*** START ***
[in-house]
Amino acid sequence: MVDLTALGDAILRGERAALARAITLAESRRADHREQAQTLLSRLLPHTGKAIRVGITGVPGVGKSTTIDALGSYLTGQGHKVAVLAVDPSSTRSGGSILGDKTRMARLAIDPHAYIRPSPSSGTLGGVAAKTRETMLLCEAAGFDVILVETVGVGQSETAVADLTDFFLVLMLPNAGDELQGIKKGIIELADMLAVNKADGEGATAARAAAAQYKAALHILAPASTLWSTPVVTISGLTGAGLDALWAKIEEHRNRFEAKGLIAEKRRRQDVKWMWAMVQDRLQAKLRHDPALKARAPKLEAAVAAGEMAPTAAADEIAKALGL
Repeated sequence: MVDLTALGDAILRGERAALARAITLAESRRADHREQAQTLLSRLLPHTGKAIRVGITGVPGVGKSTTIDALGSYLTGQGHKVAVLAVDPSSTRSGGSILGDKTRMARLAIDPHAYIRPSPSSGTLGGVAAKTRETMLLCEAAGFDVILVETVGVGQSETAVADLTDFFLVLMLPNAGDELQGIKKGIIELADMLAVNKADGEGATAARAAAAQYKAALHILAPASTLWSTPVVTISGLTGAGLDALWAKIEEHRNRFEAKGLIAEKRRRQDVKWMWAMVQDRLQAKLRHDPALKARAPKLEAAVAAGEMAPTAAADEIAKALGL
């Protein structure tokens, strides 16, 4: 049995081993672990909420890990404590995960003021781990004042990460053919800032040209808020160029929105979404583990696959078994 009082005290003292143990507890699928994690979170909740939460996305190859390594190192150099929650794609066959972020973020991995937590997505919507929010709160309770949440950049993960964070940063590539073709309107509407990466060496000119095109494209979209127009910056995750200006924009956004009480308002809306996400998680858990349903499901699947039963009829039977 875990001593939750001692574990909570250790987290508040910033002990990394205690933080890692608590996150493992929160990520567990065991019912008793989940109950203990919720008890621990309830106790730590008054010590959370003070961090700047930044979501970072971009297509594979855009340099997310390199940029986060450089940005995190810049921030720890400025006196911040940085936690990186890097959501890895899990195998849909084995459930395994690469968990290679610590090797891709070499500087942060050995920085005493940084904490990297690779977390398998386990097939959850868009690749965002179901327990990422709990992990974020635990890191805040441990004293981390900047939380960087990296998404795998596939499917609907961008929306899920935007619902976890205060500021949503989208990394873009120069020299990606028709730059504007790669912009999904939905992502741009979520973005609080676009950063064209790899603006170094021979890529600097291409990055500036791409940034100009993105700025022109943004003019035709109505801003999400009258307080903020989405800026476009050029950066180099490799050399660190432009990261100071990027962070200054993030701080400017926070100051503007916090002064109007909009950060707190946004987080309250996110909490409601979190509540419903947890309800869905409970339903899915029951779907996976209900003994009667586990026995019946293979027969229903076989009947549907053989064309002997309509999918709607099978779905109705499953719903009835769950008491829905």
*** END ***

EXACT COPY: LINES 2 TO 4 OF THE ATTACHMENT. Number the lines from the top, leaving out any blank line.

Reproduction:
Amino acid sequence: MVDLTALGDAILRGERAALARAITLAESRRADHREQAQTLLSRLLPHTGKAIRVGITGVPGVGKSTTIDALGSYLTGQGHKVAVLAVDPSSTRSGGSILGDKTRMARLAIDPHAYIRPSPSSGTLGGVAAKTRETMLLCEAAGFDVILVETVGVGQSETAVADLTDFFLVLMLPNAGDELQGIKKGIIELADMLAVNKADGEGATAARAAAAQYKAALHILAPASTLWSTPVVTISGLTGAGLDALWAKIEEHRNRFEAKGLIAEKRRRQDVKWMWAMVQDRLQAKLRHDPALKARAPKLEAAVAAGEMAPTAAADEIAKALGL
Repeated sequence: MVDLTALGDAILRGERAALARAITLAESRRADHREQAQTLLSRLLPHTGKAIRVGITGVPGVGKSTTIDALGSYLTGQGHKVAVLAVDPSSTRSGGSILGDKTRMARLAIDPHAYIRPSPSSGTLGGVAAKTRETMLLCEAAGFDVILVETVGVGQSETAVADLTDFFLVLMLPNAGDELQGIKKGIIELADMLAVNKADGEGATAARAAAAQYKAALHILAPASTLWSTPVVTISGLTGAGLDALWAKIEEHRNRFEAKGLIAEKRRRQDVKWMWAMVQDRLQAKLRHDPALKARAPKLEAAVAAGEMAPTAAADEIAKALGL
């Protein structure tokens, strides 16, 4: 049995081993672990909420890990404590995960003021781990004042990460053919800032040209808020160029929105979404583990696959078994 009082005290003292143990507890699928994690979170909740939460996305190859390594190192150099929650794609066959972020973020991995937590997505919507929010709160309770949440950049993960964070940063590539073709309107509407990466060496000119095109494209979209127009910056995750200006924009956004009480308002809306996400998680858990349903499901699947039963009829039977 875990001593939750001692574990909570250790987290508040910033002990990394205690933080890692608590996150493992929160990520567990065991019912008793989940109950203990919720008890621990309830106790730590008054010590959370003070961090700047930044979501970072971009297509594979855009340099997310390199940029986060450089940005995190810049921030720890400025006196911040940085936690990186890097959501890895899990195998849909084995459930395994690469968990290679610590090797891709070499500087942060050995920085005493940084904490990297690779977390398998386990097939959850868009690749965002179901327990990422709990992990974020635990890191805040441990004293981390900047939380960087990296998404795998596939499917609907961008929306899920935007619902976890205060500021949503989208990394873009120069020299990606028709730059504007790669912009999904939905992502741009979520973005609080676009950063064209790899603006170094021979890529600097291409990055500036791409940034100009993105700025022109943004003019035709109505801003999400009258307080903020989405800026476009050029950066180099490799050399660190432009990261100071990027962070200054993030701080400017926070100051503007916090002064109007909009950060707190946004987080309250996110909490409601979190509540419903947890309800869905409970339903899915029951779907996976209900003994009667586990026995019946293979027969229903076989009947549907053989064309002997309509999918709607099978779905109705499953719903009835769950008491829905």